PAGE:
I hate to throw some negative vibes out there, but this week, has there been a feeling that everything turning to shit? Or is it just in my head? It’s been one of those weeks where the news started bad and then got worse. I feel like I’m holding my body tense, waiting for a physical blow.
But I am trying to stop my thoughts running away on me. This week I’ve been keeping up with my morning/evening meditations with Niall Breslin in an attempt to get my brain focused in the morning and get my thoughts quietened down at night. This week he’s been talking about the importance of empathy in a virtual world, and practising right speech – a Buddhist concept of not lying, speaking ill of people, not spreading gossip.
He’s talked about how easy it is to get het up in the heat of an online argument, how easy it is to join in the Twitter outrage, how all media these days is set up to divide and anger. And none of this is good for our mental health, and how we should step away and take a breath.
But it’s the empathy part that’s been irking me. “Try not to react to people who are rude or aggressive,” he says. “Take the time to be kind,” he says. “Think about what’s going on in that person’s life that they have to be so bitter.”
I was surprised how quickly the whingy spoilt brat child voice popped up Why am I the one who has to make all the compromises here, I ask myself. What about the other people? Why do I have to be the one to be kind, to be thoughtful, to be mindful of others? Who’s being kind and mindful towards me?
Because I’ve been thinking this week, and last week, and for many weeks now, all the way back to The Before, that with so much going on in this world, with so many people that are suffering and struggling, that keeping a good level of empathy is actually really tough. Thinking about how other people feel is actually emotionally draining. And there are times when I really wish I was selfish and did bother with empathy because it would make for an easier life.
If I didn’t care about others, I wouldn’t get involved in their problems, I wouldn’t spend time worrying about them, I wouldn’t be thinking about how I could help. I could just get on with my life and leave them to get on with theirs. It would make my life simpler for sure, to greet other people’s problems with a shrug and a blank face. But it’s not what I do, and sometimes I struggle with this, with taking on emotional weight from other people’s problems.
When I feel like this, I think back to when my father died, and we were sitting around the table with – I’m not sure what to call him because celebrant is the wrong word – the man who was going to be the MC, if you like, of my father’s funeral. We didn’t know him, he was recommended to us by a friend of my sister. But he took his task seriously and wanted to get a good impression of our father and what he was like.
He started by asking us some simple details to start the discussion. He wrote down my father’s date of birth and paused, before making some comment on what a long life he had. (My father was 92 when he died.) He then commented on how my father would have grown up in the Great Depression and how he has noticed, from his work, that this time period, with shortages, unemployment, hunger, and poverty, affected people in one of two ways: they either became very self centred, taking an “I’m alright Jack” approach, watching out for themselves and to hell with everyone else; or they adopted a community approach, watching out for their neighbours, making sure that if you have enough you share with someone who doesn’t, because maybe next week you wouldn’t have enough and would need help from someone else. My father was definitely in the latter camp. He and my mother raised me and my siblings with this as a core value, and with something this ingrained in my upbringing, it’s not something I can shake off easily. No matter how much I might want to sometimes.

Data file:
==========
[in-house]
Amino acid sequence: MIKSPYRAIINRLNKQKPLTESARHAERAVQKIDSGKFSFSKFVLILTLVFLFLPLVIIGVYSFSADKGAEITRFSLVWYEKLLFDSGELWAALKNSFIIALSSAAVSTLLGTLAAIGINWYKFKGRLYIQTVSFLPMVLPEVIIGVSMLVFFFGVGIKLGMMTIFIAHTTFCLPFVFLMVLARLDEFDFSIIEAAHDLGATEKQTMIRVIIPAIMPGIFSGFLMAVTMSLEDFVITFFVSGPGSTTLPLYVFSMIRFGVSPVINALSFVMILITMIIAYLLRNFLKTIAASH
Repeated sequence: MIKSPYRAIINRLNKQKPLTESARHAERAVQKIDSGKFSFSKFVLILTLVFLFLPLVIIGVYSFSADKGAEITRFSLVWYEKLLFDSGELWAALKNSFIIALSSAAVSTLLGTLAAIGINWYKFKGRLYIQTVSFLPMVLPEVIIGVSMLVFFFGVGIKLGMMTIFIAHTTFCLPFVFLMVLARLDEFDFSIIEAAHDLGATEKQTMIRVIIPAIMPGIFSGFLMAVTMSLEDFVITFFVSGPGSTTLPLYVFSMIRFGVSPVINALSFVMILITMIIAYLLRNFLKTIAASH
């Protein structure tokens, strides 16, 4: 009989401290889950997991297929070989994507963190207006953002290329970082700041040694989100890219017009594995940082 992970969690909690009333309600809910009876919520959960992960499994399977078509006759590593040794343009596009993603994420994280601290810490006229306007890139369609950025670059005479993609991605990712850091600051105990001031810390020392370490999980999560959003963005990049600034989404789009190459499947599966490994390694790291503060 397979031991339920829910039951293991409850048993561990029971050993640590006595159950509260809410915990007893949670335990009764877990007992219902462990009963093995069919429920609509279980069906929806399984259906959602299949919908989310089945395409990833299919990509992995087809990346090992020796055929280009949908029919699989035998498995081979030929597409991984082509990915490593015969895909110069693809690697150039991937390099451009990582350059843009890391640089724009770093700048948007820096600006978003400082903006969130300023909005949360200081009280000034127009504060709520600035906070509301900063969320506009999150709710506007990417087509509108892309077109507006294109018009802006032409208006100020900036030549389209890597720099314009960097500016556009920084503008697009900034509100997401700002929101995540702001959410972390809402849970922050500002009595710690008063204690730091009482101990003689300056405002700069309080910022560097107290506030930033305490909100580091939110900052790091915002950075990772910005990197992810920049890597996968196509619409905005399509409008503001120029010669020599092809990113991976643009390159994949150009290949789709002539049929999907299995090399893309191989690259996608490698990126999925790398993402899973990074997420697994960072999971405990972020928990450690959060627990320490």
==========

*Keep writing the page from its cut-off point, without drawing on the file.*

And I am lucky enough to have enough, and I realise this is a blessing. I have enough to be able share. Not just charitable support, but share time, share space, share the emotional burden.
But sometimes it’s hard.
Some days I don’t want to.
Some days I just want to sit in my own head and shut the door and not care about other people or the planet or politics or injustice. Because I care about the little things close to me, but I also care about the big things far away from me.
Some days I feel guilty because I didn’t recycle. Or because I chose to support one charity over another. Or because I bought from a chain instead of a local shop.
Some days I wonder if I’m doing enough to make Black Lives Matter, if I’m doing enough to save the planet, if I should be doing something more to support the people who lost their jobs through Covid.
And some days little acts of caring come hard, and there’s a voice in my head that says, “Oh you’re just doing this because you want people to like you.” And that makes me feel bad, feel that what I’m doing is all fake, like I’m just acting a role. What would a good person do now? I wonder, when consider what to do.
I’m curious to know if any readers also struggle with these feelings. I would like to know if these feelings are normal.
This week, Saturday 10th, was mental health awareness day. One in four people will struggle with mental health issues in their lifetime. If it’s not you, then it’s someone close to you. Ask. Listen. Be there. Even when it’s hard.
Sorry to not be sharing something anything inspirational this week. But I don’t want to leave you feeling down, so here’s a little video that should spark some joy.
I don’t plan on getting married again, but if I do, I want to get married in Maputo, in Mozambique, and I want to be in the Botanic Gardens, and I want people around me singing like this.